“We were the only two people in the building,” recalled Michell, a pulpit minister with more than 40 years of experience preaching in Texas and California churches. Due to a vision impairment, Michell gave himself the moniker “the blind preacher.”
Cariaga said he was “careless” helping Michell record his service. Michell is “very careful,” Cariaga said. “He wouldn’t even let me in his house.”
Because of the pandemic, Michell, 71, and his wife, Louise Michell, rarely left their home, Michell told me. When they had to go out, they were diligent about social distancing, wearing masks, using hand sanitizer, and washing their hands.
Despite their precautions, COVID-19 launched a stealth attack in their lives. Louise apparently caught the virus during a routine doctor visit. Days after the appointment, she began feeling ill and went to get a COVID test, Michell said.
It was positive. By the time the result came back, Cariaga and Michell were already becoming ill.
Louise was lucky. Her illness was not severe. But Cariaga and Michell caught the worst of everything COVID offers.
“His wife got it first when she went to the doctor,” Cariaga explained. “When [Michell] found out about it, he got himself tested immediately and informed me. By the time he found out that he had COVID, which took a week, he and I were already showing symptoms.”
Cariaga and Michell both endured a brutal battle with the virus that began mild but almost turned lethal.
By Oct. 21, Michell was ill in the hospital, and Cariaga’s symptoms seemed to be improving. His cough, fever, and headaches were gone. At the time, it seemed as though he would beat the virus without a hospital stay.
Initially, Michell’s symptoms were so mild that he thought it was allergies.
“I had a runny nose and thought it was hay fever,” Michell said. “I was helping to rake up some leaves at my son’s house over the weekend and thought it was from that.”
His symptoms progressed to vomiting and diarrhea that were so severe he went to a local hospital, where he was diagnosed with double pneumonia — a term that means pneumonia is present in both lungs.
“I had no idea I was in such critical condition,” Michell said. “They complained to me about my breathing and oxygen and that I couldn’t take the oxygen hose out of my nose. They also had a little device on my thumb to measure the oxygen in my body.”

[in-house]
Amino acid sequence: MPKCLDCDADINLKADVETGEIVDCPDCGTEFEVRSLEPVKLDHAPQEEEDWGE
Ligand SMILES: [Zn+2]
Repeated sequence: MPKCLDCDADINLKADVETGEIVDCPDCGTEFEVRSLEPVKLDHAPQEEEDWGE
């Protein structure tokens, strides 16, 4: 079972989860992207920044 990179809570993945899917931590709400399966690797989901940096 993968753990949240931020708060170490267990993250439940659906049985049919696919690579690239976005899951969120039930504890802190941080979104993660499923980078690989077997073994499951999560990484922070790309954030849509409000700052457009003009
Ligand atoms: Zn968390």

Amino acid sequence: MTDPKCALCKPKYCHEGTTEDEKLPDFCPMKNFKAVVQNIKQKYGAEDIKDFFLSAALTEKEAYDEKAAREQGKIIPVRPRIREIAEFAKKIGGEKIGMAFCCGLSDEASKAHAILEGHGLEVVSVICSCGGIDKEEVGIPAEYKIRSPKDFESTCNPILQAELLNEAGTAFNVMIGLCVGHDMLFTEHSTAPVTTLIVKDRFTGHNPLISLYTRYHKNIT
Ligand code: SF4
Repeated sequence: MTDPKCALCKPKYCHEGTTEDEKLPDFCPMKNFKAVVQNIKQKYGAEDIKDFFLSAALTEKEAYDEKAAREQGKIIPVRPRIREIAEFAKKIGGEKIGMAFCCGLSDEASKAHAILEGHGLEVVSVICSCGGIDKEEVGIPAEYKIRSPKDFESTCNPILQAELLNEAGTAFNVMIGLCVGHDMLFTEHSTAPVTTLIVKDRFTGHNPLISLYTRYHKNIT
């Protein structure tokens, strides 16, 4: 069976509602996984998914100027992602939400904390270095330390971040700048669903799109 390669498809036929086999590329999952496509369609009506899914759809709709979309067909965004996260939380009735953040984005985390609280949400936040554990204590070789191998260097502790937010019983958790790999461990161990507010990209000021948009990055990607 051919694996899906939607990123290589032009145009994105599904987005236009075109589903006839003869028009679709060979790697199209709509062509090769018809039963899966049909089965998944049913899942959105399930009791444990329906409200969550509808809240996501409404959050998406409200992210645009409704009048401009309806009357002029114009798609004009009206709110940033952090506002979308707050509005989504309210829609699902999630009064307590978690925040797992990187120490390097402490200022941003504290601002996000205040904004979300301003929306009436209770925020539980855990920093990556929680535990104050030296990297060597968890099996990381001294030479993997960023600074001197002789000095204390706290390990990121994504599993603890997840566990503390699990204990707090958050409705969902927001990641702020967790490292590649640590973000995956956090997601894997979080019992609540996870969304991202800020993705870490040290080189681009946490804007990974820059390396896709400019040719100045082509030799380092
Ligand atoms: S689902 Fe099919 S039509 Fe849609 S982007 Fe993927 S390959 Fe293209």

When he spoke to his family members on the phone, they were crying, Michell said. A doctor told them he believed Michell’s chances for survival were slim.
“They had already told my family they didn’t think I was going to make it, and they wanted to know what to do with the body,” Michell said.
At one point, Michell alleges that he overheard one of his doctors telling another doctor to put Michell on a ventilator.
“I woke up at 4 a.m. in ICU, and one of the doctors said, ‘Well, go ahead and hook him up,’ ” Michell recalled. “Another doctor said, ‘Don’t you think we ought to give him a chance to fight?’ ”
The two doctors debated what should be done, but Michell prevailed in his effort to stay off the ventilator.
“Do you want to live?” one of the doctors asked him. Michell said he told her, “I would prefer to.”
While in the hospital, he drew on his faith, remembering the verse Philippians 4:6-7: Be anxious for nothing, but in everything by prayer and supplication, with thanksgiving, let your requests be made known to God; and the peace of God, which surpasses all understanding, will guard your hearts and minds through Christ Jesus.
Shortly after the conversation about the ventilator, Michell was given a shot to sedate him, he said. He alleges that he woke up hours later with his hands and feet bound to keep him from moving.
“It was like some sort of straitjacket,” he said. “It was very confining.”
He demanded that the doctors remove the constraints and not place him on a ventilator, Michell said.
“Nobody would have known until it was too late,” he said. “Once they put you on a respirator, your chances of making it aren’t good. It’s basically a death sentence, and I didn’t get that death sentence.”
Similar to Michell, Cariaga’s symptoms began with fatigue and a runny nose. Then came difficulty in breathing, headaches, and body aches, he said.
“Everything started tasting really bitter and different, and I realized, ‘This is it,’ ” he said.
He went to two different places for a COVID-19 test, and both confirmed that he was positive.
Cariaga’s first week in quarantine saw “mild to wild” symptoms that at one point seemed to be improving, he said. He tried sleeping more and boosting his intake of water and fresh fruit juices, hoping he could beat the virus. For a few days, it seemed like he was getting better. Then his condition got worse, and overwhelming fatigue set in.